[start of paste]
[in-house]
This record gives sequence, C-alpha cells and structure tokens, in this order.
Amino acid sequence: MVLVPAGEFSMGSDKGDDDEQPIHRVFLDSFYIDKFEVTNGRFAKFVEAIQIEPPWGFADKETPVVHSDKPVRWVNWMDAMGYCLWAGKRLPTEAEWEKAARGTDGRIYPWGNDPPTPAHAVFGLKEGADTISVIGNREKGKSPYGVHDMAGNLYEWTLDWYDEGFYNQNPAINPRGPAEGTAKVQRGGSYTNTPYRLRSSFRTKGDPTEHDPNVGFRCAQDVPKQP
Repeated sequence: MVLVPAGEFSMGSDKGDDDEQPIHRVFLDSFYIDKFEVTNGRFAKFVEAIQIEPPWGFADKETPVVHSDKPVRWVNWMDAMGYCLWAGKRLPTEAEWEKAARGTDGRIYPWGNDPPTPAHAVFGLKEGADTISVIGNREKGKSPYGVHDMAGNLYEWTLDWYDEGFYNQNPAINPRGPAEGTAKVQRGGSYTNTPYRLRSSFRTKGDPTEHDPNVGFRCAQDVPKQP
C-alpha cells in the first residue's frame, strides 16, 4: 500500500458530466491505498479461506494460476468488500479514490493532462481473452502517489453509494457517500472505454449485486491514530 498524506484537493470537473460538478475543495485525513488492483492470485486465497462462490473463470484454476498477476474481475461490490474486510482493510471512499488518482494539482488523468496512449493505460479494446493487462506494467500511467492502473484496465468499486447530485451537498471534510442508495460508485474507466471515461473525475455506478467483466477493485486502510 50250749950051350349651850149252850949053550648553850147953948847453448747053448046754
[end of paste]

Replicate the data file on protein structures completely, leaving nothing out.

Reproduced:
[in-house]
This record gives sequence, C-alpha cells and structure tokens, in this order.
Amino acid sequence: MVLVPAGEFSMGSDKGDDDEQPIHRVFLDSFYIDKFEVTNGRFAKFVEAIQIEPPWGFADKETPVVHSDKPVRWVNWMDAMGYCLWAGKRLPTEAEWEKAARGTDGRIYPWGNDPPTPAHAVFGLKEGADTISVIGNREKGKSPYGVHDMAGNLYEWTLDWYDEGFYNQNPAINPRGPAEGTAKVQRGGSYTNTPYRLRSSFRTKGDPTEHDPNVGFRCAQDVPKQP
Repeated sequence: MVLVPAGEFSMGSDKGDDDEQPIHRVFLDSFYIDKFEVTNGRFAKFVEAIQIEPPWGFADKETPVVHSDKPVRWVNWMDAMGYCLWAGKRLPTEAEWEKAARGTDGRIYPWGNDPPTPAHAVFGLKEGADTISVIGNREKGKSPYGVHDMAGNLYEWTLDWYDEGFYNQNPAINPRGPAEGTAKVQRGGSYTNTPYRLRSSFRTKGDPTEHDPNVGFRCAQDVPKQP
C-alpha cells in the first residue's frame, strides 16, 4: 500500500458530466491505498479461506494460476468488500479514490493532462481473452502517489453509494457517500472505454449485486491514530 498524506484537493470537473460538478475543495485525513488492483492470485486465497462462490473463470484454476498477476474481475461490490474486510482493510471512499488518482494539482488523468496512449493505460479494446493487462506494467500511467492502473484496465468499486447530485451537498471534510442508495460508485474507466471515461473525475455506478467483466477493485486502510 50250749950051350349651850149252850949053550648553850147953948847453448747053448046754